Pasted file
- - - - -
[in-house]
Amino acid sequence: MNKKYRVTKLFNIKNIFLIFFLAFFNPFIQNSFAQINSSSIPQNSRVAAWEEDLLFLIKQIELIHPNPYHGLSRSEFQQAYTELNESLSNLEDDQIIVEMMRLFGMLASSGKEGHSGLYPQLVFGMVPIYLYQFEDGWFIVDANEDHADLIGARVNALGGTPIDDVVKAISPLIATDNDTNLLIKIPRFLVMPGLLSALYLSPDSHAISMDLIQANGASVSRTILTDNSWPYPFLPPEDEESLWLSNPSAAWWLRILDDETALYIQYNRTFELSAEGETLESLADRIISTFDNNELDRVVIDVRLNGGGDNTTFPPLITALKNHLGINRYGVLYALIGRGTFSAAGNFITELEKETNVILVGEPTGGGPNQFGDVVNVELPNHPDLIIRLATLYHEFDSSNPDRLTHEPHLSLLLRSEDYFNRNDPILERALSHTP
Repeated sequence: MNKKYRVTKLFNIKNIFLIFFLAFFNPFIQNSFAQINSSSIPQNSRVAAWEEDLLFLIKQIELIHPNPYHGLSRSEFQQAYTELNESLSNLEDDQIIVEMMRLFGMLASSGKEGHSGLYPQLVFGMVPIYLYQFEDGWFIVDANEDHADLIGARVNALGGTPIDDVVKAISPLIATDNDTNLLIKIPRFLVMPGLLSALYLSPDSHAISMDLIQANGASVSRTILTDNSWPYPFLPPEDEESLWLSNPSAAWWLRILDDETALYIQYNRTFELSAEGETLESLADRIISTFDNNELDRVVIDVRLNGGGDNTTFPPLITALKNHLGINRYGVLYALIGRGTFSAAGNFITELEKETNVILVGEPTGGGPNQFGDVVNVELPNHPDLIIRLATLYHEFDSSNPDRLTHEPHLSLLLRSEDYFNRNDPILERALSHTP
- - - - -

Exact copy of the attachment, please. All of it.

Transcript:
[in-house]
Amino acid sequence: MNKKYRVTKLFNIKNIFLIFFLAFFNPFIQNSFAQINSSSIPQNSRVAAWEEDLLFLIKQIELIHPNPYHGLSRSEFQQAYTELNESLSNLEDDQIIVEMMRLFGMLASSGKEGHSGLYPQLVFGMVPIYLYQFEDGWFIVDANEDHADLIGARVNALGGTPIDDVVKAISPLIATDNDTNLLIKIPRFLVMPGLLSALYLSPDSHAISMDLIQANGASVSRTILTDNSWPYPFLPPEDEESLWLSNPSAAWWLRILDDETALYIQYNRTFELSAEGETLESLADRIISTFDNNELDRVVIDVRLNGGGDNTTFPPLITALKNHLGINRYGVLYALIGRGTFSAAGNFITELEKETNVILVGEPTGGGPNQFGDVVNVELPNHPDLIIRLATLYHEFDSSNPDRLTHEPHLSLLLRSEDYFNRNDPILERALSHTP
Repeated sequence: MNKKYRVTKLFNIKNIFLIFFLAFFNPFIQNSFAQINSSSIPQNSRVAAWEEDLLFLIKQIELIHPNPYHGLSRSEFQQAYTELNESLSNLEDDQIIVEMMRLFGMLASSGKEGHSGLYPQLVFGMVPIYLYQFEDGWFIVDANEDHADLIGARVNALGGTPIDDVVKAISPLIATDNDTNLLIKIPRFLVMPGLLSALYLSPDSHAISMDLIQANGASVSRTILTDNSWPYPFLPPEDEESLWLSNPSAAWWLRILDDETALYIQYNRTFELSAEGETLESLADRIISTFDNNELDRVVIDVRLNGGGDNTTFPPLITALKNHLGINRYGVLYALIGRGTFSAAGNFITELEKETNVILVGEPTGGGPNQFGDVVNVELPNHPDLIIRLATLYHEFDSSNPDRLTHEPHLSLLLRSEDYFNRNDPILERALSHTP